A bizarre proposal from a Swiss political party would have the country’s central bank holding one fifth of its $US547 billion of assets in gold, a move that could vastly increase risk during a financial crisis as gold prices are extremely volatile.
Case in point: Gold is currently tumbling. It just broke below $US1,200 for only the second time this year.
But the Swiss Peoples’ Party, whom you may remember from their previous — and successful — referendum proposals for a stricter immigration policy and the banning of new minarets thinks this a good idea anyway.
The party has organised a referendum that would force the country’s central bank to buy thousands of tons of gold. A Swiss-wide vote is set to take place in exactly a month’s time.
The Wall Street Journal lays out the details of the proposal:
- The Swiss National Bank would have to hold a fifth of its $US547 billion of assets in gold
- The proportion it currently holds is less than 8%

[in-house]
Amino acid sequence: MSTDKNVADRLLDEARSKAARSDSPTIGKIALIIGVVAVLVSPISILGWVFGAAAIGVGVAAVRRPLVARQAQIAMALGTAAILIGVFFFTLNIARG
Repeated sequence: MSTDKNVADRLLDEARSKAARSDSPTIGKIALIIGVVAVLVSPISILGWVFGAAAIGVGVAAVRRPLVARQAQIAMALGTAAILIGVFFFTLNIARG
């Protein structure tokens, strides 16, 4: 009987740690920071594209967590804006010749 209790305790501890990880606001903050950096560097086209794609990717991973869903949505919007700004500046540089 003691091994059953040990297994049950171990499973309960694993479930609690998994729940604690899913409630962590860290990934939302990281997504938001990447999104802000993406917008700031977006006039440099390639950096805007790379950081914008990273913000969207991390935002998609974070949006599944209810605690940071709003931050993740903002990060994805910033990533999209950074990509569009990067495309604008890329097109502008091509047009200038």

- The Swiss National Bank wouldn’t be able to sell gold
- All of the SNB’s gold would have to stay in Switzerland
The referendum could very well pass based on recent polling, according to Reuters. In a warning, UBS economist Beat Siegenthaler told the news agency that the result could be “quite dramatic for the gold price, and maybe for markets beyond gold.”
It’s a popular trope that gold investors (sometimes known as “goldbugs”) retreat to the precious metal out of fear of coming inflation, often an instinct brought on by interest rate cuts and quantitative easing.
So it’s pretty funny that the new referendum would bring in a sort of QE for gold: As the asset (gold) price falls, the central bank would be forced to intervene again and again to buy more and more.
Sebastien Galy at Societe General explains that having its hands tied would not be good for the bank in the case of a crisis:
From a risk management perspective, a rule to maintain a 20% ratio of the Swiss foreign reserves in Gold is quite atypically Swiss. In times of crisis, it would vastly increase the portfolio’s risk while vastly reducing its liquidity. This may not be seen as an issue as the Swiss franc has proven to be a safe haven historically. However, the case for a safe haven may be less clear 10 or 20 years down the road.
Galy goes on to show the policy would work in the favour of existing gold owners:
The new gold rule would be the equivalent of giving a large put to the market. Each time Gold collapses, the SNB would automatically buy gold so that the 20% reserves ratio is maintained, and this would presumably be achieved by mostly selling euros and dollars.